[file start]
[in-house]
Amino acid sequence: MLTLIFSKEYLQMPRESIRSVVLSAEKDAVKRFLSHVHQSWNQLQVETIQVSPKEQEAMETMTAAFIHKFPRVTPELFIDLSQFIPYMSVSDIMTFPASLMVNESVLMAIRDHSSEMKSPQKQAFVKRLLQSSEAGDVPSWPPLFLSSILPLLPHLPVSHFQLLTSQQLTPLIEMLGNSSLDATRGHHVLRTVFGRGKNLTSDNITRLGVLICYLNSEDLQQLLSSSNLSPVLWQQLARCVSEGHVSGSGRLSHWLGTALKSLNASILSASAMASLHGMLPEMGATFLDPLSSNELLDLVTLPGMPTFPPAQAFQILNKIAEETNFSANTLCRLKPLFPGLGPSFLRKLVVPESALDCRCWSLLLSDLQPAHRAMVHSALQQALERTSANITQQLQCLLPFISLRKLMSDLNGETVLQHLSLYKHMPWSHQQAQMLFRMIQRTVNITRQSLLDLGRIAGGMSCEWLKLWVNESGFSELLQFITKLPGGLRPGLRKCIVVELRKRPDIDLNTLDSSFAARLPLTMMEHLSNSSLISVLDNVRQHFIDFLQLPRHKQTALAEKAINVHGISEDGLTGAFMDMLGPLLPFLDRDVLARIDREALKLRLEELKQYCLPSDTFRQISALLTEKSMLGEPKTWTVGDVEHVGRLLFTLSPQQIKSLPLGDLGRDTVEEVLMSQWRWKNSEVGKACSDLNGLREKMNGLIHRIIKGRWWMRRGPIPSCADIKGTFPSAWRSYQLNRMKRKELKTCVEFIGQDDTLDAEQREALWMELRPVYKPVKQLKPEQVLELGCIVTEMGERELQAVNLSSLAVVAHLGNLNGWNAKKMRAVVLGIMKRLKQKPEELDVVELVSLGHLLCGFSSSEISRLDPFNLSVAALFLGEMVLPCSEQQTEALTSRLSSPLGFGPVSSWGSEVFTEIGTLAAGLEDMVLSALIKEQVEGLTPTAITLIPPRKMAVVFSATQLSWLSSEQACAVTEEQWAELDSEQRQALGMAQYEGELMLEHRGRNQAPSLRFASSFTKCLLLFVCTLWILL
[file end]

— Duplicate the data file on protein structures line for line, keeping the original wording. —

[in-house]
Amino acid sequence: MLTLIFSKEYLQMPRESIRSVVLSAEKDAVKRFLSHVHQSWNQLQVETIQVSPKEQEAMETMTAAFIHKFPRVTPELFIDLSQFIPYMSVSDIMTFPASLMVNESVLMAIRDHSSEMKSPQKQAFVKRLLQSSEAGDVPSWPPLFLSSILPLLPHLPVSHFQLLTSQQLTPLIEMLGNSSLDATRGHHVLRTVFGRGKNLTSDNITRLGVLICYLNSEDLQQLLSSSNLSPVLWQQLARCVSEGHVSGSGRLSHWLGTALKSLNASILSASAMASLHGMLPEMGATFLDPLSSNELLDLVTLPGMPTFPPAQAFQILNKIAEETNFSANTLCRLKPLFPGLGPSFLRKLVVPESALDCRCWSLLLSDLQPAHRAMVHSALQQALERTSANITQQLQCLLPFISLRKLMSDLNGETVLQHLSLYKHMPWSHQQAQMLFRMIQRTVNITRQSLLDLGRIAGGMSCEWLKLWVNESGFSELLQFITKLPGGLRPGLRKCIVVELRKRPDIDLNTLDSSFAARLPLTMMEHLSNSSLISVLDNVRQHFIDFLQLPRHKQTALAEKAINVHGISEDGLTGAFMDMLGPLLPFLDRDVLARIDREALKLRLEELKQYCLPSDTFRQISALLTEKSMLGEPKTWTVGDVEHVGRLLFTLSPQQIKSLPLGDLGRDTVEEVLMSQWRWKNSEVGKACSDLNGLREKMNGLIHRIIKGRWWMRRGPIPSCADIKGTFPSAWRSYQLNRMKRKELKTCVEFIGQDDTLDAEQREALWMELRPVYKPVKQLKPEQVLELGCIVTEMGERELQAVNLSSLAVVAHLGNLNGWNAKKMRAVVLGIMKRLKQKPEELDVVELVSLGHLLCGFSSSEISRLDPFNLSVAALFLGEMVLPCSEQQTEALTSRLSSPLGFGPVSSWGSEVFTEIGTLAAGLEDMVLSALIKEQVEGLTPTAITLIPPRKMAVVFSATQLSWLSSEQACAVTEEQWAELDSEQRQALGMAQYEGELMLEHRGRNQAPSLRFASSFTKCLLLFVCTLWILL